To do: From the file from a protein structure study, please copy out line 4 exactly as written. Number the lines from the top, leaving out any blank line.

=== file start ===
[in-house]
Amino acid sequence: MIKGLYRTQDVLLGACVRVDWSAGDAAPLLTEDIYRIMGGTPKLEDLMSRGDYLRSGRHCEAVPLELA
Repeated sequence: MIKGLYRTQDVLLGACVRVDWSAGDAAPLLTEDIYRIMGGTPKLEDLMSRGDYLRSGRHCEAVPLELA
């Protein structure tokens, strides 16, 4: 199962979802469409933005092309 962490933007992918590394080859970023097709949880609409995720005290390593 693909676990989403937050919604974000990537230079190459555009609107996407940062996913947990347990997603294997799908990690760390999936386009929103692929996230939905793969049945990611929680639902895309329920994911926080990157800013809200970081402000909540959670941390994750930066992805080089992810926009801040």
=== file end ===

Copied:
């Protein structure tokens, strides 16, 4: 199962979802469409933005092309 962490933007992918590394080859970023097709949880609409995720005290390593 693909676990989403937050919604974000990537230079190459555009609107996407940062996913947990347990997603294997799908990690760390999936386009929103692929996230939905793969049945990611929680639902895309329920994911926080990157800013809200970081402000909540959670941390994750930066992805080089992810926009801040």